Practical Science on Movement and Pain

Author Archives: Todd Hargrove

Thoughts and Links on Back Pain

Thoughts and Links on Back Pain

I am going to try to start doing weekly posts that collect some quick thoughts and links from my regular reading. We’ll see how this goes. Here are some quick links and thoughts for stuff I read last week. 1. NPR talks posture, culture and back pain NPR recently ran an article called: Lost Posture:Read More

Workshop on Back Mobility: July 12, 2015

Workshop on Back Mobility: July 12, 2015

On Sunday July 12, 2015 I will be teaching a three-hour class in Seattle aimed at mobilizing the back. It should be a fun and educational way to gain awareness about your back and how to get it moving with comfort. We will work on improving fundamental movement patterns like flexion, extension, rotation, side-bending and breathing.Read More

A Systems Perspective on Motor Control, Part One

Dynamic systems theory (DST) is gaining influence in the world of movement rehab and performance as way to explain how motor learning is optimized. The basic premise is that movement behavior is the result of complex interactions between many different subsystems in the body, the task at hand, and the environment. Given this complexity, systemsRead More

Review of Greg Lehman Workshop: Reconciling Biomechanics with Pain Science

A couple weekends ago I attended a new workshop by Greg Lehman on Reconciling Pain Science with Biomechanics. Long story short, this is one of the best workshops I have attended and I think every movement therapist should go. (Quick disclaimer – I spoke at the conference. But that was probably the worst part.) Short story longer,Read More

Interview with Israel Halperin

I am very pleased to offer an interview with Israel Halperin, an athlete, trainer, and researcher with extensive knowledge about how to improve human performance. I have interacted with Israel over Facebook for quite a while, and really appreciate his expertise, open-mindedness, curiosity, and willingness to share information. I always find it interesting when peopleRead More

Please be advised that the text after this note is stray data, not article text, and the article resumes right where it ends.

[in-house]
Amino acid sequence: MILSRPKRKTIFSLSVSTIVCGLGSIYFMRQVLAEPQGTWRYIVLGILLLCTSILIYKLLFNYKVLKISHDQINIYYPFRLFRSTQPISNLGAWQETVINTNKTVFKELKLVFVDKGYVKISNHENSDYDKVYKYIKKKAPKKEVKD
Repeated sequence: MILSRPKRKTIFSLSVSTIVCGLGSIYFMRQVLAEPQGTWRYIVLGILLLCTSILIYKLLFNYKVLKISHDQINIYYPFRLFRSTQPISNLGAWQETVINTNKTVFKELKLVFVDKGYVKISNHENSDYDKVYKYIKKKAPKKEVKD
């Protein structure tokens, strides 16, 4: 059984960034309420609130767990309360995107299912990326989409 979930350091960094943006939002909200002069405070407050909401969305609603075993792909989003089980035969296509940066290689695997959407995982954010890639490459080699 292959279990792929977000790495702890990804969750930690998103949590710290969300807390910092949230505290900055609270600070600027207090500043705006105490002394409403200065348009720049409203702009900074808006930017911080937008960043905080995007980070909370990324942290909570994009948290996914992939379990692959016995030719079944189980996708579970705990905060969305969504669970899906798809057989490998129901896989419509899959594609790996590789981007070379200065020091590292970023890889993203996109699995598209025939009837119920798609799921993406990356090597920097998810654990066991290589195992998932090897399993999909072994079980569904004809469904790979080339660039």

Thoughts on San Diego Pain Summit

I just attended the San Diego Pain Summit, which was a three-day conference featuring many excellent speakers, including Lorimer Moseley as the headliner. I had a fantastic time. The speakers provided a ton of interesting info, and Rajam Roose did an amazing job organizing the event. The best part was meeting many interesting, compassionate andRead More

How to Walk Without Muscles (Or a Brain)

Could a robot walk without motors to power the movement or computers to control it? Apparently so. Watch this eight-second video for proof. Via Noijam Here’s another cool video of a passive robot and his proud Papa, who can just barely deal with his nerdy excitement: h/t Sarah Young. It’s a bit shocking to seeRead More

New Class on Developmental Movements: February 17 – March 24

Who wants to attend a fun movement class? I am teaching a series of six classes that focus on developmental movements like breathing, rolling, squatting, and crawling. The classes are based on the Feldenkrais Method, and the concepts set forth in my book. That means the movements will be slow, mindful, non-threatening, curious, exploratory, fun,Read More

Pain and Learning

What does chronic pain have to do with learning? Here’s a quick post with links and quotes from three new papers that help explain the role of associative learning in chronic pain. Because many of the quotes contain a bunch of fancy language, here’s a quick bit of background on the key concept – learning throughRead More

Highlights of 2014

Thanks for reading the blog this year everyone! Here is a brief review of highlights from 2014, followed by a preview of coming events in 2015. Highlight #1: My first book Without a doubt, publishing A Guide to Better Movement was one of the most rewarding things I have ever done. The book sold well and continuesRead More